Mr. Smyth's active life-work began with his entrance, in 1866,
 
Gov. Benjamin Franklin Perry<br>(1805-1886) Photo, Click for full size
Special Collections, South Carolina Library, USC Columbia, April 13, 2009
8. Gov. Benjamin Franklin Perry
(1805-1886)
South Carolina House of Representatives
1836-1842, 1849-1860, 1862-1864
South Carolina Senate 1844-1849
Confederate District Judge 1864-1865
Governor of South Carolina
June 30, 1865 - November 29, 1865
 
with J. E. Adger & Company, upon the hardware business in Charleston. Since 1882 he has been actively identified with the business interests of South Carolina. He was chosen president of the Pelzer Manufacturing company in 1882, president of the Chicora Savings bank in 1885, and president of the Money- wick Oil mill in 1890. In 1899 he was made president of the Belton mill, at Belton, South Carolina, and in 1904 president of the Ninety-Six Cotton mill, at Ninety-Six, South Carolina. He is president and treasurer of the Anderson Phosphate and Oil company, at Anderson, South Carolina. He is a director in some thirty-five or forty other corporations, including cotton mills, insurance companies, and banks. On its organization, in June, 1906, with one hundred members, he was elected president of the Cotton Manufacturers Association of South Carolina.

In 1896, Mr. Smyth was appointed by President McKinley to the United States Industrial commission, in which position he continued two years. He was also captain of the Washington Artillery Rifle club, of Charleston, from 1875 to 1879; vice- president of the Carolina Rifle club, of Charleston, in 1870-1875, and captain of the Greenville guards from 1888-1892. During the year 1864-65, Mr. Smyth served in the Third regiment of the South Carolina state militia.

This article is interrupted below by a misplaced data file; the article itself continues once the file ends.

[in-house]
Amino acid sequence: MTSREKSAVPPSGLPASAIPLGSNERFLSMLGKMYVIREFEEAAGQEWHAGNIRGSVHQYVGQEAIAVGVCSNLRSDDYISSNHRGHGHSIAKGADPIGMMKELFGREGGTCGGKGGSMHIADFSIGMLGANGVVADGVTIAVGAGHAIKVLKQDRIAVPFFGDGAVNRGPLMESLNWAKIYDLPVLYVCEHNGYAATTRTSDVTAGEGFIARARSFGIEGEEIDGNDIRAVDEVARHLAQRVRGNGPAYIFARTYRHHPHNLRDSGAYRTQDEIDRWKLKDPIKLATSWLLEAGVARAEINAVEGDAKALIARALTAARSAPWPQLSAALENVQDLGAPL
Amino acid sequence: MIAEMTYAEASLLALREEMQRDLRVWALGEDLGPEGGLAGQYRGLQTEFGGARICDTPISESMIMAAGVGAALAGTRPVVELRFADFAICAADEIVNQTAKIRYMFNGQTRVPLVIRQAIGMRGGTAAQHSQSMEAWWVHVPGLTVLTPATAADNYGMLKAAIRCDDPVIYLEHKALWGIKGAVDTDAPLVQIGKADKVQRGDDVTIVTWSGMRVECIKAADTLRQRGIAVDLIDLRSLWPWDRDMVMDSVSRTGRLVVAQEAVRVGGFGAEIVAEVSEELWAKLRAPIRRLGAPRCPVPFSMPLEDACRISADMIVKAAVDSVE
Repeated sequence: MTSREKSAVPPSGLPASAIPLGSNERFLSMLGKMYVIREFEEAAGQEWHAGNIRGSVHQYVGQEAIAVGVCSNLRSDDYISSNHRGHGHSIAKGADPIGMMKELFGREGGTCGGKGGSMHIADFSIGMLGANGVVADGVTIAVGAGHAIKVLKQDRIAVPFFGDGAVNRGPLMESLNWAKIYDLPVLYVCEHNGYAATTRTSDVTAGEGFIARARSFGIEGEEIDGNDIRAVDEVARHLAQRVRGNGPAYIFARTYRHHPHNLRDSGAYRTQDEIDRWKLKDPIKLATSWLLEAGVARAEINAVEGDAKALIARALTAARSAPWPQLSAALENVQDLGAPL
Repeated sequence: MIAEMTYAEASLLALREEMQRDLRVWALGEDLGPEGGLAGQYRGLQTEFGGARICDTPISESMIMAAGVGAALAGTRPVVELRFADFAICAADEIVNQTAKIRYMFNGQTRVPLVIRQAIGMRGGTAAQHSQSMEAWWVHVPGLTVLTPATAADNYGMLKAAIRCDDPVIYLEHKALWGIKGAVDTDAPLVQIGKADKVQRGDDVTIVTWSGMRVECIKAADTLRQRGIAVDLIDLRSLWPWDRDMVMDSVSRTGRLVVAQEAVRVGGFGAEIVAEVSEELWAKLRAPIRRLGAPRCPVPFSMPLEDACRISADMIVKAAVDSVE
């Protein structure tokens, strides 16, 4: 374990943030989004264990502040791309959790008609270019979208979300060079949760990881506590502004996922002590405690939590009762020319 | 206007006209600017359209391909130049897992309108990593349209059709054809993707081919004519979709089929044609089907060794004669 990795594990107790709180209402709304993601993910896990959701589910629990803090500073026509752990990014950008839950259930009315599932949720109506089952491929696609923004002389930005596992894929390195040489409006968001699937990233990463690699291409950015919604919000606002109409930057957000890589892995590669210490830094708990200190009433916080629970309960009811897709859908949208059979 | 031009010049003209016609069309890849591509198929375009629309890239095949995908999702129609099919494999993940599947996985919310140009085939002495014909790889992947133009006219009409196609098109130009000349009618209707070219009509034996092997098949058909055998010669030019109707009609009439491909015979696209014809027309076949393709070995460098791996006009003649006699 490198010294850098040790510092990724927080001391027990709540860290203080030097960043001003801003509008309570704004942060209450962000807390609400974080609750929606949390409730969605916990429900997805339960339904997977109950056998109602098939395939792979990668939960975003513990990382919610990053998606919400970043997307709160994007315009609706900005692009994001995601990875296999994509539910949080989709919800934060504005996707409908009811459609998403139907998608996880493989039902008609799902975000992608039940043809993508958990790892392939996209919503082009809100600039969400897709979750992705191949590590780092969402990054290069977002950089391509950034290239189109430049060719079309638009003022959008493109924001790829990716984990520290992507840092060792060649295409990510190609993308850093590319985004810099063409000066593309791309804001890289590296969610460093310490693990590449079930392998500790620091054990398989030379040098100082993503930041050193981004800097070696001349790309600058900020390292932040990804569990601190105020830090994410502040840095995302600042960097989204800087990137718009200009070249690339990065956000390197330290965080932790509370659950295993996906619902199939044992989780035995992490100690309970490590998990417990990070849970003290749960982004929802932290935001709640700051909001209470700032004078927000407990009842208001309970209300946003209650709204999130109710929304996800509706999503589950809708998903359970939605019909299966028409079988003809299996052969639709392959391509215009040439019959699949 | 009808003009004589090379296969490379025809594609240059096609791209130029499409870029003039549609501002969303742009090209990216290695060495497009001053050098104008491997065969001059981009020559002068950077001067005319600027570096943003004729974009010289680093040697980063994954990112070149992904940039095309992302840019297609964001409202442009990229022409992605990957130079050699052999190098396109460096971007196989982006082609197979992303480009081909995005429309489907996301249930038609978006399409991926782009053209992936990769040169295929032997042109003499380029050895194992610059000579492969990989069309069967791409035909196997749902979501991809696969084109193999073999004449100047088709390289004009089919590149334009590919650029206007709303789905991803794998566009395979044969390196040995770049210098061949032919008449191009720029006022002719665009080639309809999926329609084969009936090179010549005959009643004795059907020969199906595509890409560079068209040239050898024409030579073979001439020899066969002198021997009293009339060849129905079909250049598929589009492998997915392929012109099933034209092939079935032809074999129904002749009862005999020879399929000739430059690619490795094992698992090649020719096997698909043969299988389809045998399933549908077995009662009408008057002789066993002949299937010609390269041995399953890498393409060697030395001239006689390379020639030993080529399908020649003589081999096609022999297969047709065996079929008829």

He is president of the Sans Souci Country club, of Greenville, South Carolina, and is a member of the Metropolitan club, of Washington, District of Columbia; the Maryland club, of Baltimore; the Manhattan club, of New York; the Columbia club, of Columbia, South Carolina; the Manufacturers club, of Charlotte, North Carolina, and the Greenville club, of Greenville, South Carolina. He is a Democrat in politics, and a Presbyterian in religion.

On February 17, 1869, Mr. Smyth married Miss Julia Gambrill. They have had twelve children, five of whom are living in 1908.

His address is Greenville, South Carolina. (Source: Men Of Mark In South Carolina V3: Ideals Of American Life, A Collection Of Biographies Of Leading Men Of The State by James Calvin Hemphill (1908), pgs 405-406.)
    — Submitted September 12, 2009, by Brian Scott of Anderson, South Carolina.

 
Credits. This page originally submitted on February 7, 2009, by M. L. 'Mitch' Gambrell of Taylors, South Carolina. This page has been viewed 2,100 times since then. Photos:   1, 2, 3. submitted on February 8, 2009, by M. L. 'Mitch' Gambrell of Taylors, South Carolina.   4. submitted on September 11, 2009, by Brian Scott of Anderson, South Carolina.   5. submitted on February 10, 2009, by Brian Scott of Anderson, South Carolina.   6, 7, 8. submitted on April 13, 2009, by Brian Scott of Anderson, South Carolina. • Craig Swain was the editor who published this page.